By Kristen Chandler
Living with food allergies, or being the parent of a child with food allergies, is not easy—food allergies affect our lives on a daily basis. People with food allergies don’t have the luxury of going out to dinner on a whim, or grabbing a snack while at a friend’s house. But imagine that your allergies affect your daily life not only as far as what, where or how you eat, but in other areas as well. What if you broke out in hives whenever you took a shower or got caught in the rain?
This is the case for Alexandra Allen, a Utah teenager who suffers from a rare allergic disease called aquagenic urticaria (AU). This disease is so rare in fact that there are fewer than 100 cases recorded in scientific publications. This is a form of urticaria, meaning that the reaction occurs only when contact with the allergen is made with skin. Those affected by AU can drink water but can experience severe reactions when they encounter any form of water externally, including tap water, fresh water, rain water and even tears. Symptoms include hives that itch, burn and bleed. The disease is seen most often in females and occurs around the time of puberty, although there have been cases of adult onset AU.
When Alexandra was 12 years old, she broke out in hives after going swimming. Until that day, she had never been bothered by water. So, her family suspected that the chemicals in the pool water were to blame and gave Alexandra antihistamines. She took a shower to rid her body of the chlorine. Unfortunately, though, when she woke up the next day, Alexandra’s reaction had become worsened. Over the following year, she continued to react to pool water, with reactions ranging from mild itchy spots to severe, painful hives lasting for several days. She also began to have reactions to other types of water.
Two years after the first reaction, Alexandra and her family were on vacation and took a swim in a lake. Lakes contain fresh water, and this lake was known for being very clean. However, Alexandra experienced her worst reaction yet (welts and aching all over, difficulty breathing) after swimming in the lake, and she and her family then realized it was time to get some answers. After two more years of having more regular reactions, like when she washed her hands or when it rained, and seeing various doctors and dermatologists, Alexandra was finally diagnosed with AU.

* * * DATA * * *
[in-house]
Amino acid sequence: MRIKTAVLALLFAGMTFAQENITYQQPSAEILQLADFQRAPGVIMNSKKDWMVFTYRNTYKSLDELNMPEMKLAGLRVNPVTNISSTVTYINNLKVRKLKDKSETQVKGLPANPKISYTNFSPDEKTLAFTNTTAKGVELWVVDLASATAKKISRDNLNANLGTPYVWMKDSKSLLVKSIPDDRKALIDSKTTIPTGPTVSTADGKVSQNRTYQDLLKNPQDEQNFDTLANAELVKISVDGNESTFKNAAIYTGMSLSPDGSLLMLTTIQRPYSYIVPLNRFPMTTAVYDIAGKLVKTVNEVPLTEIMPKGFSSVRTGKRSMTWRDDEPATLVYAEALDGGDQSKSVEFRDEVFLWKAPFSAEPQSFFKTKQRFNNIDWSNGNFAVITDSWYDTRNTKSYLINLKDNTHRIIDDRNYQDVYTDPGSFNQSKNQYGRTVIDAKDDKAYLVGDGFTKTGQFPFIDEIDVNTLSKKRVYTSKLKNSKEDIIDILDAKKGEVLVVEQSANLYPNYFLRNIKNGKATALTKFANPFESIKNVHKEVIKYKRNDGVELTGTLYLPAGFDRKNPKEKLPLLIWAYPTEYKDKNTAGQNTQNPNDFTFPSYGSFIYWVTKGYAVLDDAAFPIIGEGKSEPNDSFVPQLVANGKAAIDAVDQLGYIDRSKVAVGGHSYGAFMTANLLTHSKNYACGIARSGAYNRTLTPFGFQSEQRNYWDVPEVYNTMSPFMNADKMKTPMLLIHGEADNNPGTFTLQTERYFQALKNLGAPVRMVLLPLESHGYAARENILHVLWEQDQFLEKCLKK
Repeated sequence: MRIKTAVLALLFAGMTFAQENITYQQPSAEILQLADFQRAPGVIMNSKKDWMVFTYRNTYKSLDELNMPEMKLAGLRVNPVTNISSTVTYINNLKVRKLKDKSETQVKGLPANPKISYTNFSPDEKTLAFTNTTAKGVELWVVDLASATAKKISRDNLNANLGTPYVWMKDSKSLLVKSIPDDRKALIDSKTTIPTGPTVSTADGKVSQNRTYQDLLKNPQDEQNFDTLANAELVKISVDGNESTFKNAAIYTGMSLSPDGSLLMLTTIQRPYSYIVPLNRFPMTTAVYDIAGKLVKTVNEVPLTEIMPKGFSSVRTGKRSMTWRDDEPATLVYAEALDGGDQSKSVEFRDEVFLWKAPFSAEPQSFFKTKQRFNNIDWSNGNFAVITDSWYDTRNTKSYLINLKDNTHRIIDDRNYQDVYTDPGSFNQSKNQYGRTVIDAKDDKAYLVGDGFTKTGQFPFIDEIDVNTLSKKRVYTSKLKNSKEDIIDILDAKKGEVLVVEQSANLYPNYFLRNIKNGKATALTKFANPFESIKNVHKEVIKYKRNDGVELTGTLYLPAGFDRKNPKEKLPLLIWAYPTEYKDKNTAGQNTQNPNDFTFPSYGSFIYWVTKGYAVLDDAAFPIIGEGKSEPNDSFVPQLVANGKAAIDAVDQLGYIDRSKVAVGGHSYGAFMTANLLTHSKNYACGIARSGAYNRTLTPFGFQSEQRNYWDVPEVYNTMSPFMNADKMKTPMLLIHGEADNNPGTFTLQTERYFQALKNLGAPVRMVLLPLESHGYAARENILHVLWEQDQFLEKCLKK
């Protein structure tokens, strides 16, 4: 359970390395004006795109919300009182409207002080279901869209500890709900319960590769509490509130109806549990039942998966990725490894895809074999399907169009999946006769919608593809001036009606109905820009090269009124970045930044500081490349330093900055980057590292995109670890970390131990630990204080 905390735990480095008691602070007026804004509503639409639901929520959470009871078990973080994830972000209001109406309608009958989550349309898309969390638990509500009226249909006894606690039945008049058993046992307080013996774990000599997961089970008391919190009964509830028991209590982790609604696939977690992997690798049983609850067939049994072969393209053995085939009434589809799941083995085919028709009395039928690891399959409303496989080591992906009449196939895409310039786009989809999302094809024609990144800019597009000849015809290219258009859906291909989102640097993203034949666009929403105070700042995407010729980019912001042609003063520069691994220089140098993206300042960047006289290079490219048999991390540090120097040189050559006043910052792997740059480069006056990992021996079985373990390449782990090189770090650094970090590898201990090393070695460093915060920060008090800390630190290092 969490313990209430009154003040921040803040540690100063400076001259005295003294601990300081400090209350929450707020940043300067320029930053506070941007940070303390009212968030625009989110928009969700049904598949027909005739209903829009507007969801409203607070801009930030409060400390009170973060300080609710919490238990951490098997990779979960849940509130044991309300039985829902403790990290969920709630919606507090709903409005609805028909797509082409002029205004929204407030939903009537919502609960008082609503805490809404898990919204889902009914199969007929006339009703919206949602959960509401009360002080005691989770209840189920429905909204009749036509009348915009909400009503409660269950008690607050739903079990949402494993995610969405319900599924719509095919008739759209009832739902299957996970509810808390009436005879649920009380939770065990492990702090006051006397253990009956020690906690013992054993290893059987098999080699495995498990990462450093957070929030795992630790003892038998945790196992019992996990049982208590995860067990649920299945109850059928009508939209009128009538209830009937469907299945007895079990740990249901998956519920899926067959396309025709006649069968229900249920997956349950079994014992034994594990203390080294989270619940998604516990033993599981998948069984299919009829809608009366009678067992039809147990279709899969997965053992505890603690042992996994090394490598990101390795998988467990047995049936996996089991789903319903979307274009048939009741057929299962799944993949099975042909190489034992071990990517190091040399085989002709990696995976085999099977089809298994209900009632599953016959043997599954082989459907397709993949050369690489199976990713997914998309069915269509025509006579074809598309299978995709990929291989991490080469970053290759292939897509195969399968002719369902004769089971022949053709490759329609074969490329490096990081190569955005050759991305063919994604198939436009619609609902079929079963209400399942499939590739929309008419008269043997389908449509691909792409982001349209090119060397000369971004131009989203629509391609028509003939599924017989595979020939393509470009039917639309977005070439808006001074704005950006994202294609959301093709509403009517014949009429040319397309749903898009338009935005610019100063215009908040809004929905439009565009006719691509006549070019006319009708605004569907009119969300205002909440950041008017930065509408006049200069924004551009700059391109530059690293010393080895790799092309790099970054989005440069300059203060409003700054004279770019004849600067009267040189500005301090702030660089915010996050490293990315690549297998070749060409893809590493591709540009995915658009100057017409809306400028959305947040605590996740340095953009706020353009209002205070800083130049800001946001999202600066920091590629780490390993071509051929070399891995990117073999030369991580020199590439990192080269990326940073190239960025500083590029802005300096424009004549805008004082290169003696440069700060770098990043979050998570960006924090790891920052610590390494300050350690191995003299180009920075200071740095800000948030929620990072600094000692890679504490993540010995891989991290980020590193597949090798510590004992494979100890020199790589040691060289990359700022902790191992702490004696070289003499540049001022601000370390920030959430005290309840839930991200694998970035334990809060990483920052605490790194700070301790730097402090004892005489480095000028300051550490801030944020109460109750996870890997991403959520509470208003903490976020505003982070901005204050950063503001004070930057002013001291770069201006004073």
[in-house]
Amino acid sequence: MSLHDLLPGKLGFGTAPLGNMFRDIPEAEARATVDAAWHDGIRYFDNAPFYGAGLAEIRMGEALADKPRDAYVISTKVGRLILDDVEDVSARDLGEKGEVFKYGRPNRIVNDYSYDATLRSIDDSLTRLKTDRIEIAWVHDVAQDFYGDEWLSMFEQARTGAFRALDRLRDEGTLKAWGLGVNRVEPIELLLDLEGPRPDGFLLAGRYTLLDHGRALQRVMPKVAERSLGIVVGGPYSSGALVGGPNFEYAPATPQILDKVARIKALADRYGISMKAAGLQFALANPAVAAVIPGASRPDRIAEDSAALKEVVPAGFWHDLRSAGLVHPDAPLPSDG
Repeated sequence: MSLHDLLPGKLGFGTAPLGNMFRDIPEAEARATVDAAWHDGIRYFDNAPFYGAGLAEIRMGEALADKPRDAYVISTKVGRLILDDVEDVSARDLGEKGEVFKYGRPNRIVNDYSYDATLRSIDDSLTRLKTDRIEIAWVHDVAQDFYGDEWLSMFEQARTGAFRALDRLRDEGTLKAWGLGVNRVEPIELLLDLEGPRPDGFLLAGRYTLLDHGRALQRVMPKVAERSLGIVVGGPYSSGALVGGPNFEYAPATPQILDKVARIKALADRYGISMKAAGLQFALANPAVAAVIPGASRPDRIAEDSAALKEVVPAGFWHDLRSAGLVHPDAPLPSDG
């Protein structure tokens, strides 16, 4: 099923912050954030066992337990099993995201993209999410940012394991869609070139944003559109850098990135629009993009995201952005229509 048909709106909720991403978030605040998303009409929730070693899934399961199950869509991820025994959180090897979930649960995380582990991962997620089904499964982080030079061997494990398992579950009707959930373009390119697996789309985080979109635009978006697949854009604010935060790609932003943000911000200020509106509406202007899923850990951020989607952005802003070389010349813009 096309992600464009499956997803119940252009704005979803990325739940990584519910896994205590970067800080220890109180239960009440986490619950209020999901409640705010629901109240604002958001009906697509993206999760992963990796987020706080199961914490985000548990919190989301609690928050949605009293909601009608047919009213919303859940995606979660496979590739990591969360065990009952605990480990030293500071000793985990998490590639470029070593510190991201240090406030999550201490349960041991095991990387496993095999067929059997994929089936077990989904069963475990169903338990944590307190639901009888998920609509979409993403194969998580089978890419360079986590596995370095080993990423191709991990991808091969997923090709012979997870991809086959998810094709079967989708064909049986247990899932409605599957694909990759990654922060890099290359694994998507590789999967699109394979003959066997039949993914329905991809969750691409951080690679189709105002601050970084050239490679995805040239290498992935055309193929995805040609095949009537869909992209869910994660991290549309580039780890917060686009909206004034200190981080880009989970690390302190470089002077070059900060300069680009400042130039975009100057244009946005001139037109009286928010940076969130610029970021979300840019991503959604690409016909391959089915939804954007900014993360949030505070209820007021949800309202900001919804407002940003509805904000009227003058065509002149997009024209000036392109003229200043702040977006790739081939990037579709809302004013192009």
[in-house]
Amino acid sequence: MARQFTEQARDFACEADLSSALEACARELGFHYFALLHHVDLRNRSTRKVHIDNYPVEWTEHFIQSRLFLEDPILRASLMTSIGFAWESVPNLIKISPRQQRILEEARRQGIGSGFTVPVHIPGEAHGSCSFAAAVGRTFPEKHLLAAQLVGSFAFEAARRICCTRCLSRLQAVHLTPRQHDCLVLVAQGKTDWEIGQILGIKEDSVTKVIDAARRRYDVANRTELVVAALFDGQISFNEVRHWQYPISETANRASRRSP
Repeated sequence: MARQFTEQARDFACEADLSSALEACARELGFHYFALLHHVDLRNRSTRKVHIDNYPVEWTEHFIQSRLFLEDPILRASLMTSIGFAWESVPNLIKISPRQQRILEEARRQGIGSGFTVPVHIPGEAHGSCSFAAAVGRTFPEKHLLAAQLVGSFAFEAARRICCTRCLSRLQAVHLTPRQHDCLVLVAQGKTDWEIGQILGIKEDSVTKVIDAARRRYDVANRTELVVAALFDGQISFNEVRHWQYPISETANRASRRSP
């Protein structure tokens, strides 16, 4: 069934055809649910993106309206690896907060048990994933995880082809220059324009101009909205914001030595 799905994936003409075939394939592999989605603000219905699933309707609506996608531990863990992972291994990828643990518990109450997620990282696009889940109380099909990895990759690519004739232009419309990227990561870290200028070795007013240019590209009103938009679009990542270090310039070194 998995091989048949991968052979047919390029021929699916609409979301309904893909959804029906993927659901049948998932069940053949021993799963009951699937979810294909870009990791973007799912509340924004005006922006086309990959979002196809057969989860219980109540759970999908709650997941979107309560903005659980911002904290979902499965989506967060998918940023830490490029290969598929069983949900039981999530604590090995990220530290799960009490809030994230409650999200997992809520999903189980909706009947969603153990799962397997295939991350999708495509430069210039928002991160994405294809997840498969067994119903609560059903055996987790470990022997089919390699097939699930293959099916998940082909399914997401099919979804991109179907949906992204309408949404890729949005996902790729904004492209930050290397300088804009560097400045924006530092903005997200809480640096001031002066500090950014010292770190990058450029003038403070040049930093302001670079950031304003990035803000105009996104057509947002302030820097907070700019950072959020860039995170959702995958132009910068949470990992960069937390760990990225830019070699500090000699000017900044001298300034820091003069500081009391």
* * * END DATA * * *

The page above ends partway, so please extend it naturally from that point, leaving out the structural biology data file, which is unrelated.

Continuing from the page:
Alexandra’s brother had read an article about AU, and she and her family realized that the symptoms described exactly what she had experienced. She went to a dermatologist with her findings, and the doctor considered her symptoms and history and agreed on a diagnosis of AU. Alexandra’s family did want a second opinion, so she endured experimental testing that she described as “torture” and, finally, four years after that first reaction, it was confirmed that she was allergic to water.
Once Alexandra received her diagnosis, she began to manage her disease the best that she could. Now 17, she takes a daily antihistamine and uses medicated creams as needed. She also carries epinephrine since the reactions have at times been severe enough to cause her throat to swell. But as with food allergies, the primary form of treatment is avoidance. As you can imagine, completely avoiding water is almost impossible.
Alexandra limited her showers to two very short, cold showers each week, and she carries hand sanitizer to keep washing her hands to a minimum. She cut her hair short and stopped using water-based makeup, lotion and perfumes. She converted to a vegetarian lifestyle so her body would put out more natural oils and would stay clean longer, and she drinks through a straw to ensure that she doesn’t spill any water on herself. Alexandra is unable to travel to tropical climates because the humidity makes it dangerous for her.
Being allergic to water makes Alexandra’s life difficult, to say the least, but she continues to thrive despite the challenges. She may not be able to go to pool parties, play in the rain or snow, or take long hot baths, but Alexandra enjoys music, writing and air hockey. As she puts it: “Allergies are a footnote in our biographies, not entire chapters of it.”